(1) The saying is relatively recent and has been traced to Arthur C. Clarke's 1953 Expedition to Earth (Wolfgang Mieder, ed., A Dictionary of American Proverbs, [New York: Oxford University Press, 1992], 518).
(2)"Fluxus Games Exhibition Mixes Hijinks and High Art," Indepth Arts News; available from http://www.absolutearts.com/artsnews/2001/06/16/28719.html; accessed December 1, 2006.
(3)Celia Pearce, "Games as Art: The Aesthetics of Play," Visible Language 40, no. 1 (2006): 70.
(5) The game was originally created by Steve Capps for the Lisa computer, but was ported to the Macintosh when brought to the attention of Steve Jobs (Andy Hertzfeld, "Alice," Folklore [June 1982]; available from http://www.folklore.org/StoryView.py?project=Macintosh&story=Alice.txt; accessed December 3, 2006).
(6) Margaret Sundell, "Jodi - New York - Internet Art of Joan Heemskerk and Dirk Paesmans," ArtForum (September 2003); available from http://www.findarticles.com/p/articles/mi_m0268/is_1_42/ai_108691821; accessed December 5, 2006.
(7) "Gameshow: Past Exhibition, Building 4 & 5, June 2001-May 2002," Visual Arts; available from http://www.massmoca.org/visual_arts/past_exhibitions/visual_arts_past_2001.html; accessed December 6, 2006.
(8) Christiane Paul, Digital Art, World of Art (New York: Thames & Hudson, 2003).
(9) Maia Engeli, "Ars Electronica 2004--The Exhibitions: Linz, Austria, September 2-7, 2004," Leonard on-line; available from http://timesup.org/reviewed/ldr.pdf; accessed December 5, 2006.
(10)Christiane Paul, Digital Art, World of Art (New York: Thames & Hudson, 2003).
(11) Daniel Terdiman, "Roomba Takes Frogger," C/Net News.com (March 15, 2006); available from http://news.com.com/Roomba+takes+Frogger+to+the+asphalt+jungle/2100-1043_3-6049922.html; accessed November 30, 2006.
(12) "Gameshow: Past Exhibition, Building 4 & 5, June 2001-May 2002," Visual Arts available from http://www.massmoca.org/visual_arts/past_exhibitions/visual_arts_past_2001.html; accessed December 6, 2006.
Engeli, Maia. "Ars Electronica 2004--the Exhibitions: Linz, Austria, September 2-7, 2004." Leonard on-line. Available from http://timesup.org/reviewed/ldr.pdf. Accessed December 5, 2006.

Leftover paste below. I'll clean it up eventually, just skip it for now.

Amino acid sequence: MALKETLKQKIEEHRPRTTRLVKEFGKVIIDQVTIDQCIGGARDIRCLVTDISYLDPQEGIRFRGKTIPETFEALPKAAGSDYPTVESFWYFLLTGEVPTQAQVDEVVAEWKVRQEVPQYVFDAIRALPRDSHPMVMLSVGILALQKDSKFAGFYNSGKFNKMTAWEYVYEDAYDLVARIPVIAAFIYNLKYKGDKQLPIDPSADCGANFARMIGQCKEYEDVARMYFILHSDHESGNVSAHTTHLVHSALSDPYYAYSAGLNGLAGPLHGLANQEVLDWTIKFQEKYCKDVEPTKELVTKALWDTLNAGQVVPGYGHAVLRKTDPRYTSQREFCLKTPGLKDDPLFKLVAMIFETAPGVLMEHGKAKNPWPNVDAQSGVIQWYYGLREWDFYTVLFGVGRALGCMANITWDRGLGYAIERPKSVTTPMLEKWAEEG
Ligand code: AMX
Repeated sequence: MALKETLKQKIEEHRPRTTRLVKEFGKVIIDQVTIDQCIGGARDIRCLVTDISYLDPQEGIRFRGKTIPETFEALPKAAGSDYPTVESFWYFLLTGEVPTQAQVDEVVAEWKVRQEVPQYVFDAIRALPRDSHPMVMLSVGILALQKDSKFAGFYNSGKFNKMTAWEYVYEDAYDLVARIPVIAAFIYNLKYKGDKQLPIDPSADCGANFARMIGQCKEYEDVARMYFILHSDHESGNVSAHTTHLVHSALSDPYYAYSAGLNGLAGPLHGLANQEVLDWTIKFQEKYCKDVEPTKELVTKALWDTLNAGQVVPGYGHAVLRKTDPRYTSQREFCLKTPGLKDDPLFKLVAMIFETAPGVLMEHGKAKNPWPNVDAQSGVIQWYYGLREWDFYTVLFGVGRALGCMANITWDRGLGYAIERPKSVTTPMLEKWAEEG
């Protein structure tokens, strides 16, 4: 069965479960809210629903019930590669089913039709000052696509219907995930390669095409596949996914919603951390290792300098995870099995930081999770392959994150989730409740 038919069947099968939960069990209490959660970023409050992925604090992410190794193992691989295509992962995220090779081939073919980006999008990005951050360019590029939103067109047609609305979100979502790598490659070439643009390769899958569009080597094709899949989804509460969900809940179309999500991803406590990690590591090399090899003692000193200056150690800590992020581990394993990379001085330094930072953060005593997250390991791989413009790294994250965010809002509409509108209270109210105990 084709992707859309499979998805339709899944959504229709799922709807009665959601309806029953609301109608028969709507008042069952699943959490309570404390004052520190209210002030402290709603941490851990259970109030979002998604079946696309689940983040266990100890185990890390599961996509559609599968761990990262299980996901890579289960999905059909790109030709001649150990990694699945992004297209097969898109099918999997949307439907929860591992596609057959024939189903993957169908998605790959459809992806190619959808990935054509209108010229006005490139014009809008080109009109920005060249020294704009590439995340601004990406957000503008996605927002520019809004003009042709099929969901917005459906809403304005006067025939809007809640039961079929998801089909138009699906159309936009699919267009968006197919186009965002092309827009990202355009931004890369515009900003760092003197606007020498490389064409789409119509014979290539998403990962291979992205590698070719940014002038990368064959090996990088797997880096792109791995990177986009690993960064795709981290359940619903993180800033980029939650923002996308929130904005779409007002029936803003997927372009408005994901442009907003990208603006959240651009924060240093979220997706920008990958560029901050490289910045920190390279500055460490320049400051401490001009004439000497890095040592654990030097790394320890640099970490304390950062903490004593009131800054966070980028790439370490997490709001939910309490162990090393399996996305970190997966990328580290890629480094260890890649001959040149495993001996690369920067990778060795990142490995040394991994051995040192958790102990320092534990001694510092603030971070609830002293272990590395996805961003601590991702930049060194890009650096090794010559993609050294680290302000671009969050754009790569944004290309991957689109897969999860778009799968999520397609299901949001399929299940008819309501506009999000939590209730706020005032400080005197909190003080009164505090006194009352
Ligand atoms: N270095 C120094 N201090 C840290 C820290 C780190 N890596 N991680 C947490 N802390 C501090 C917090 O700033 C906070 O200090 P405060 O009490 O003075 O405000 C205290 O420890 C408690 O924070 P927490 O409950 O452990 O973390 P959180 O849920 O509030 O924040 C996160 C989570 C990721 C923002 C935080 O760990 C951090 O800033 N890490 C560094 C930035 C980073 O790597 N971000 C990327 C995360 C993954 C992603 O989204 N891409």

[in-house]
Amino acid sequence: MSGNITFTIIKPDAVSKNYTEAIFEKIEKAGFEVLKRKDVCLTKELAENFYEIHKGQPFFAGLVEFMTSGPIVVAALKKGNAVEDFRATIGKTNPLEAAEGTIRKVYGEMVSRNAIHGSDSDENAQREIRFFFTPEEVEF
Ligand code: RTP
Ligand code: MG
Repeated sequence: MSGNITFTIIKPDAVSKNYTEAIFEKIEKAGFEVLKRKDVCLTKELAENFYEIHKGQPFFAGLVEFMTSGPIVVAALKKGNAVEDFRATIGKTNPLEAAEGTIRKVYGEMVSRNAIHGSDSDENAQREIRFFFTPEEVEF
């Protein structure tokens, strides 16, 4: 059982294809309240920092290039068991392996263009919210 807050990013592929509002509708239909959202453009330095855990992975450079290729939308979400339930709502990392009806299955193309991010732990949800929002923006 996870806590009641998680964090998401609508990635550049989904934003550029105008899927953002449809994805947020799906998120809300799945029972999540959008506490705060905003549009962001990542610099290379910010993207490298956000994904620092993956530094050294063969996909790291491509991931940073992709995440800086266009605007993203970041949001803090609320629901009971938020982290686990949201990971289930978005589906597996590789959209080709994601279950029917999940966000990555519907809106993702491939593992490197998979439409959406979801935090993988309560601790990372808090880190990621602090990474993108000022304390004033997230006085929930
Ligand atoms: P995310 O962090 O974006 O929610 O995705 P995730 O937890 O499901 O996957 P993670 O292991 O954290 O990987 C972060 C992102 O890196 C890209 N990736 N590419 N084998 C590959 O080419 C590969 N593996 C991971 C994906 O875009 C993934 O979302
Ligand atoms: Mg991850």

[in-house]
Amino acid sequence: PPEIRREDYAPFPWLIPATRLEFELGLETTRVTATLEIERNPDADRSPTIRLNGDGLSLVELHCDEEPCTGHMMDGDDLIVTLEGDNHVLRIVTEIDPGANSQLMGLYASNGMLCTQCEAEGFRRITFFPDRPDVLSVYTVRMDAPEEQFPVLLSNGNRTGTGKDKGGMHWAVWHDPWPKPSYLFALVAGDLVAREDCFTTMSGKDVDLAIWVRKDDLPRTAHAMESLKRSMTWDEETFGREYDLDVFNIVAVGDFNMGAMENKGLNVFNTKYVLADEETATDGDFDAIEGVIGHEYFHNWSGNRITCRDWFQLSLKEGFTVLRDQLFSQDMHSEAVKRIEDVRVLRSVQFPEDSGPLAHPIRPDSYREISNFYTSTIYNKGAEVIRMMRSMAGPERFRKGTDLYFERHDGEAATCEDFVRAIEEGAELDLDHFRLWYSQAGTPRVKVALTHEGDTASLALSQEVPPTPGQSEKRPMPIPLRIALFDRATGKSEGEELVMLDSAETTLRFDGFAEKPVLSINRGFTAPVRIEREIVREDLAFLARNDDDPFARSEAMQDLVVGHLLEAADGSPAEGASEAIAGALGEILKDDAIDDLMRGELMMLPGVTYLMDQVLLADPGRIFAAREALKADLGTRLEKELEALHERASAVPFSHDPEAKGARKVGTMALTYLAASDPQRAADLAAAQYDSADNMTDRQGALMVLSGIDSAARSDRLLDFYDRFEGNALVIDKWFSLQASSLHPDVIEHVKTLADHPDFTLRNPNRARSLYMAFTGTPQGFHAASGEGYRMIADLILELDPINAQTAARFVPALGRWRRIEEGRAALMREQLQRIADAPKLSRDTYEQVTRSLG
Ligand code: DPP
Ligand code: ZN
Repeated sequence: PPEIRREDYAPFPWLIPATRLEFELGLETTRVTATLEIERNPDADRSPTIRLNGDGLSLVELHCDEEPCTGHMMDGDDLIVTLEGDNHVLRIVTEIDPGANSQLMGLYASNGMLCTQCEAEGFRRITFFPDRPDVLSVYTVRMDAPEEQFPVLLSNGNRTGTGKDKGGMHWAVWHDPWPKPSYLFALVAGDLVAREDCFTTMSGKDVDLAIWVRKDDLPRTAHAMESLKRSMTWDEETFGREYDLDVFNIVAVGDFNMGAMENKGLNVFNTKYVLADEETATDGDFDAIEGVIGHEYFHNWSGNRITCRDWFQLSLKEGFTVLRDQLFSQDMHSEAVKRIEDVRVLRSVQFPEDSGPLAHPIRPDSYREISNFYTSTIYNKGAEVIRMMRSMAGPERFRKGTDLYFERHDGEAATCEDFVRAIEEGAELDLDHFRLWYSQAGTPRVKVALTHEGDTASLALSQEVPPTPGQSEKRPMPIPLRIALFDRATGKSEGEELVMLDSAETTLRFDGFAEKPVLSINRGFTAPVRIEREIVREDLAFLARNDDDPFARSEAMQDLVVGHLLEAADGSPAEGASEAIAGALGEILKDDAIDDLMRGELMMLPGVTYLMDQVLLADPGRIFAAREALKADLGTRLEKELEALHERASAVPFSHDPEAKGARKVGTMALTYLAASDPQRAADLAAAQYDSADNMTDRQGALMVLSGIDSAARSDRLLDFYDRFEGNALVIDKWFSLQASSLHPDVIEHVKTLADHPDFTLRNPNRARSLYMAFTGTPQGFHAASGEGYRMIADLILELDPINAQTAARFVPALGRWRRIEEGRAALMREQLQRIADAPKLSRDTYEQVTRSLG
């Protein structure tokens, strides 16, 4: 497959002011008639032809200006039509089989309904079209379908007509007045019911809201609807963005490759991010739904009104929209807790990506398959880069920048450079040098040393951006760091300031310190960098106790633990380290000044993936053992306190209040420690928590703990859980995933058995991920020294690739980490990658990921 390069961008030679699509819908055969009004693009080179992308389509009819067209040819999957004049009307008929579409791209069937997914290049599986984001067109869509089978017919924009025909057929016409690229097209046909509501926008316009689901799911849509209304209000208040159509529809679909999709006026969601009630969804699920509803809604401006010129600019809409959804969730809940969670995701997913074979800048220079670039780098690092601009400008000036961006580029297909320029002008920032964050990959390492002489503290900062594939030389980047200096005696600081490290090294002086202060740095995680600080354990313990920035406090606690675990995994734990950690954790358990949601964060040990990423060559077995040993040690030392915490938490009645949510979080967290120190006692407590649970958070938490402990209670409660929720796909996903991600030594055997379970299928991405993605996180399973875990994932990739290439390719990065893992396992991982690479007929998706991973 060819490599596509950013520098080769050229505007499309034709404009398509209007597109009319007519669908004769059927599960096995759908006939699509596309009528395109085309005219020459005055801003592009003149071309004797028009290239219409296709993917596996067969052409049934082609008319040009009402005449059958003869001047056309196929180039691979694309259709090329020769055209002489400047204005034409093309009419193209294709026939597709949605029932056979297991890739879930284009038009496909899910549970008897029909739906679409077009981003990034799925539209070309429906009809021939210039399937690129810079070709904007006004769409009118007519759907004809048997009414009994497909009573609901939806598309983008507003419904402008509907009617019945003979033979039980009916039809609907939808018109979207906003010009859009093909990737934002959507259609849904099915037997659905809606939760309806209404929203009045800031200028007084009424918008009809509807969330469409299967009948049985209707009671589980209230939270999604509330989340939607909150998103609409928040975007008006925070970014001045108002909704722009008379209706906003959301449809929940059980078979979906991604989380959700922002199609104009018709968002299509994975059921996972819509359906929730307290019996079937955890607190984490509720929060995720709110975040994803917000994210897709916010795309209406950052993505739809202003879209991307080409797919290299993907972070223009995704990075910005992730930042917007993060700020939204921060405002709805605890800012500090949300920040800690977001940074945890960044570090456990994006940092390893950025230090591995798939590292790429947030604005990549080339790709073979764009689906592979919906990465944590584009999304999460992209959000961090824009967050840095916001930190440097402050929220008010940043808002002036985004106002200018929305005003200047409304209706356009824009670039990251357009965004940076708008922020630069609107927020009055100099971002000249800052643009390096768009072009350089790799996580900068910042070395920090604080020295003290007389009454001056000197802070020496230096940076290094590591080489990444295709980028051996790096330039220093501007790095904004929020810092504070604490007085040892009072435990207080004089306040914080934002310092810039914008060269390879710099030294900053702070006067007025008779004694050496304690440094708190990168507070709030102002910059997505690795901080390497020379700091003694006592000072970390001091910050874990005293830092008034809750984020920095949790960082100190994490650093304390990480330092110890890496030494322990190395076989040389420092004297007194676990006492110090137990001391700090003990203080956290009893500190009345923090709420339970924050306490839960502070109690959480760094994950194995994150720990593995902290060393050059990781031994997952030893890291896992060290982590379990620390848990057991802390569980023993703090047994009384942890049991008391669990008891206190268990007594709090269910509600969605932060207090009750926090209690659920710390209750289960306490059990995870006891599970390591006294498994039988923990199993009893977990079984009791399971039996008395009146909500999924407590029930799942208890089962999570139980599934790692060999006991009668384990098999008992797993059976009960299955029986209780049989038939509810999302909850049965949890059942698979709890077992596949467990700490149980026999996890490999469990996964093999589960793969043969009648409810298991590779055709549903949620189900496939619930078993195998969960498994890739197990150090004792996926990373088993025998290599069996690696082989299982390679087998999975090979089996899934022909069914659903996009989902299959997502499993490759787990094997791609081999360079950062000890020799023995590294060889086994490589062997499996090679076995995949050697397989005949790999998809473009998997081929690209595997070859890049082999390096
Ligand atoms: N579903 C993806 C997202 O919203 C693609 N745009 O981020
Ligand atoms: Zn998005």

"Fluxus Games Exhibition Mixes Hijinks and High Art." Indepth Arts News. Available from http://www.absolutearts.com/artsnews/2001/06/16/28719.html. Accessed December 1, 2006.
"Gameshow: Past Exhibition, Building 4 & 5, June 2001-May 2002." Visual Arts. Available from http://www.massmoca.org/visual_arts/past_exhibitions/visual_arts_past_2001.html. Accessed December 6, 2006.
Hertzfeld, Andy. "Alice." Folklore (1982). Available from http://www.folklore.org/StoryView.py?project=Macintosh&story=Alice.txt. Accessed December 3, 2006.
Wolfgang Mieder, ed. A Dictionary of American Proverbs. New York: Oxford University Press, 1992.
Paul, Christiane. Digital Art. World of Art, New York: Thames & Hudson, 2003.
Pearce, Celia. "Games as Art: The Aesthetics of Play." Visible Language 40, no. 1 (2006): 66-89.
Margaret Sundell, "Jodi - New York - Internet Art of Joan Heemskerk and Dirk Paesmans," ArtForum (September 2003). Available from http://www.findarticles.com/p/articles/mi_m0268/is_1_42/ai_108691821. Accessed December 5, 2006.
Terdiman, Daniel. "Roomba Takes Frogger." C/Net News.com (2006). Available from http://news.com.com/Roomba+takes+Frogger+to+the+asphalt+jungle/2100-1043_3-6049922.html. Accessed November 30, 2006.
GAMEOVER 2005 performance of Pong
GAMEOVER 2006 performance of Space Invaders
Andrew Y Ames is a new media artist and designer. A graduate of the University of Denver's BFA program in Electronic Media Art and Design, he is currently pursuing the MFA in Digital+Media at the Rhode Island School of Design. His designs, prints, and game modifications invite critical reflection on consumerism, politics, and media. Examples appear in the 2007 Web Biennial International Contemporary Art Exhibition of the Istanbul Contemporary Art Museum and are available at arbitrarynature.com.
Above copied from: http://www.hz-journal.org/n10/ames.html